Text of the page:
Μανια Μανιη Μανιαι
Mania, Maniê, Maniai
Madness, Frenzy (mania)
THE MANIAI (Maniae) were the personified spirits (daimones) of madness, insanity, and crazed frenzy. They were closely related to Lyssa, the spirit of mad-rage, and the Erinyes (Furies).
Perhaps NYX, though nowhere stated
MA′NIAE (Maniai), certain mysterious divinities, who had a sanctuary in the neighbourhood of Megalopolis, in Arcadia, and whom Pausanias (viii. 34. § 1) considered to be the same as the Eumenides.
Source: Dictionary of Greek and Roman Biography and Mythology.
CLASSICAL LITERATURE QUOTES
Theognis, Fragment 1. 1231 (trans. Gerber, Vol. Greek Elegiac) (Greek elegy C6th B.C.) :
"Cruel Eros (Love), the Maniai (Spirits of Madness) took you up and nursed you."
Aeschylus, Fragment 179 (from Etymologicum Genuinum s.v. asalês) (trans. Weir Smyth) (Greek tragedy C5th B.C.) :
"Or reckless madness (mania) from the gods." [N.B. Mania is perhaps personified here.]
Quintus Smyrnaeus, Fall of Troy 5. 450 ff (trans. Way) (Greek epic C4th A.D.) :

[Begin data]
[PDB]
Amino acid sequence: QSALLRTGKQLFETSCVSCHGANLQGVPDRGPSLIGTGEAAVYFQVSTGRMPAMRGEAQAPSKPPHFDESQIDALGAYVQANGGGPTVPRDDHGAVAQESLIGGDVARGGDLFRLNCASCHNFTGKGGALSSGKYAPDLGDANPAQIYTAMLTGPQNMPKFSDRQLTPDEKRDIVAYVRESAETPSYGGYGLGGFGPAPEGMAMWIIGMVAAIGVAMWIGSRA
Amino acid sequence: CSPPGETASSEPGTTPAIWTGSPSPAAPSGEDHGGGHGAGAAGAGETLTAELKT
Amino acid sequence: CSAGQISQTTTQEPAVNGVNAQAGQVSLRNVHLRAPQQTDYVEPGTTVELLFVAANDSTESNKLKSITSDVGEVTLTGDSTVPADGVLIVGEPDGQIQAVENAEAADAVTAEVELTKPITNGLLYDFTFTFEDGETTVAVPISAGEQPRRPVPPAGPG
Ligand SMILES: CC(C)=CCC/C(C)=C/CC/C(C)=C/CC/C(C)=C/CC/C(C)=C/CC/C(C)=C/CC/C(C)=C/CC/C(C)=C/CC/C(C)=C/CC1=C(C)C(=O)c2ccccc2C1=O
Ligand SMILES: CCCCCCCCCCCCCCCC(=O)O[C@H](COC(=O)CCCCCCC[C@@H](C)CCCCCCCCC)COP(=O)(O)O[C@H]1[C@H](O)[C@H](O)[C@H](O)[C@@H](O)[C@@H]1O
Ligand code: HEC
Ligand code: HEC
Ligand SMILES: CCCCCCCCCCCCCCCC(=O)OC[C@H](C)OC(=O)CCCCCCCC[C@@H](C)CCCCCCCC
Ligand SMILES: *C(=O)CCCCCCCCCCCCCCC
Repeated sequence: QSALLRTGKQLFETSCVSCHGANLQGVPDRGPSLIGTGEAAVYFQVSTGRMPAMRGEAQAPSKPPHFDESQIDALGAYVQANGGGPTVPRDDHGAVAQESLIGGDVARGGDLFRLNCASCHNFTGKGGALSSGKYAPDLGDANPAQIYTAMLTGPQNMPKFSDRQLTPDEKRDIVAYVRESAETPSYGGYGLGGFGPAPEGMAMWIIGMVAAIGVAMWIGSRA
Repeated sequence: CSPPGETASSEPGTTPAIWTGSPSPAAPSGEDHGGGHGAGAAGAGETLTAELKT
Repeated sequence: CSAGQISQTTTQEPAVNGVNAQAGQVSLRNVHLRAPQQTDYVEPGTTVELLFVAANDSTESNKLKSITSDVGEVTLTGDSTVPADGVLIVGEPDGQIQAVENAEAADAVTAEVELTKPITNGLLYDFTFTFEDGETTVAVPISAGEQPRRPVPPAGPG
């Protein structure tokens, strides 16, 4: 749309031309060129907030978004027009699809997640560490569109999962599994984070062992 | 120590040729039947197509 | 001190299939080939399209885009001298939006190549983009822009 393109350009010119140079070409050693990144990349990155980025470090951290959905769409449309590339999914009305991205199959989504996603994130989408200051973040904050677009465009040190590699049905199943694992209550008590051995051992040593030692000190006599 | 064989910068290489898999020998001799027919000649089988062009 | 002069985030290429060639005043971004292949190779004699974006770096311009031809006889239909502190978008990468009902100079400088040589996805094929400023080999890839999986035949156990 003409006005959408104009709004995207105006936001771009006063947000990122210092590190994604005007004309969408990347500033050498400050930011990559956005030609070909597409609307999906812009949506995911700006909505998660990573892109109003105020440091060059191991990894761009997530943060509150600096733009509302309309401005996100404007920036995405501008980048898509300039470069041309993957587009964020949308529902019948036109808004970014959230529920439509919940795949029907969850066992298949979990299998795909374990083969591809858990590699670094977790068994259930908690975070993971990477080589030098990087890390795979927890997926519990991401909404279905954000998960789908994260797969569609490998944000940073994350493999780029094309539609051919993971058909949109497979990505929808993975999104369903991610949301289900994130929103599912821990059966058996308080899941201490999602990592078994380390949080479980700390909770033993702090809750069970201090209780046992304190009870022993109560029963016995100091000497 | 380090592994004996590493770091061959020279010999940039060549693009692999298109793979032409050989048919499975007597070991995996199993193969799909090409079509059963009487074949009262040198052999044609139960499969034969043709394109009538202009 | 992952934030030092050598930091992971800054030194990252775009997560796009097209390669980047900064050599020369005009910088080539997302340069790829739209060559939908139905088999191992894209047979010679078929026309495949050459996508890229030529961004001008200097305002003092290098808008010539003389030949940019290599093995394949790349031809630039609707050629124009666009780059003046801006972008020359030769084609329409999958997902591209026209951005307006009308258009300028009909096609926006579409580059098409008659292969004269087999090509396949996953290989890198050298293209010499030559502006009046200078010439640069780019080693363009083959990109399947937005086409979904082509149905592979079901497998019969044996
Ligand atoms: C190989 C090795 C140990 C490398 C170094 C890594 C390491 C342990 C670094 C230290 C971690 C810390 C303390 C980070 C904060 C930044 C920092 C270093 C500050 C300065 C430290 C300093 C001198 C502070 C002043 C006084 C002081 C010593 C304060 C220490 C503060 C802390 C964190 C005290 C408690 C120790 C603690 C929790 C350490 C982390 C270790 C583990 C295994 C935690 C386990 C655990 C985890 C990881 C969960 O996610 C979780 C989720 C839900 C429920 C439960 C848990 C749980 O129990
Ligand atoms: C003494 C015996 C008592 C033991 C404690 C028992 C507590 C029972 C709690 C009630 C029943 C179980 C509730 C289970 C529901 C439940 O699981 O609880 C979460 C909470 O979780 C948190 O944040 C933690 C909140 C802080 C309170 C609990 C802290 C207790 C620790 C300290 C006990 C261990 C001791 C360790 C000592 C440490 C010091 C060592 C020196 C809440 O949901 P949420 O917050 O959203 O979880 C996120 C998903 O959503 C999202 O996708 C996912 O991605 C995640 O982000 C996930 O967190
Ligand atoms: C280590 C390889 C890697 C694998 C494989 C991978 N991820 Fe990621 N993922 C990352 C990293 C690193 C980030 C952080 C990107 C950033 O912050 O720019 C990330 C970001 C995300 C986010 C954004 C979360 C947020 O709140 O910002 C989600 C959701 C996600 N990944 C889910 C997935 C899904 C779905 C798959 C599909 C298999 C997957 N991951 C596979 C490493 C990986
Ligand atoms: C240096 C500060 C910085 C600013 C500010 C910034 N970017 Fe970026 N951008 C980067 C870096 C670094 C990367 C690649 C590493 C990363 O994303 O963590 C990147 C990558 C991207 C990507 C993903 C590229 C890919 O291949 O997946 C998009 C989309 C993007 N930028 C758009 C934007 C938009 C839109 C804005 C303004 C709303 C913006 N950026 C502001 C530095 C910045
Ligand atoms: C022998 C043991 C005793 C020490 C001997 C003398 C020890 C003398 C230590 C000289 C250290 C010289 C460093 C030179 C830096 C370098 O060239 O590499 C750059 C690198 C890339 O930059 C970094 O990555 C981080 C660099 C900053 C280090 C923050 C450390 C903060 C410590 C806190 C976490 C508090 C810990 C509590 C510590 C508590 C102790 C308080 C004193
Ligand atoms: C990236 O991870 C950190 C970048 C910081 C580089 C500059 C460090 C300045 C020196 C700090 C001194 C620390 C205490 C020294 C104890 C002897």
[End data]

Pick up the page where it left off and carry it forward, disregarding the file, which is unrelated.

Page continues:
"[Ajax was driven mad when the armour of Akhilleus (Achilles) was awarded to Odysseus and slew a flock of sheep imagining they were his Greek enemies :] Thinking that amidst the slain Odysseus lay blood-boltered at his feet. But in that moment from his mind and eyes Athena tore away the nightmare-fiend of Mania (Madness) havoc-breathing, and it passed thence swiftly to the rock-walled river Styx where dwell the winged Erinnyes (Furies), they which still visit with torments overweening men."
Ovid, Metamorphoses 4. 481 ff (trans. Melville) (Roman epic C1st B.C. to C1st A.D.) :
"Malign Tisiphone [the Erinys] seized a torch steeped in blood, put on a robe all red with dripping gore and wound a snake about her waist, and started from her home [i.e. she departed from the underworld on a mission to drive Athamas mad]; and with her as she went were Luctus (Grief) [Penthos] and Pavor (Dread) [Phobos], Terror (Fear) [Deimos], and Insania (Madness) [Mania] too with frantic face."
- Greek Elegaic Theognis, Fragments - Greek Elegaic C6th B.C.
- Aeschylus, Fragments - Greek Tragedy C5th B.C.
- Quintus Smyrnaeus, Fall of Troy - Greek Epic C4th A.D.
- Ovid, Metamorphoses - Latin Epic C1st B.C. - C1st A.D.
A complete bibliography of the translations quoted on this page.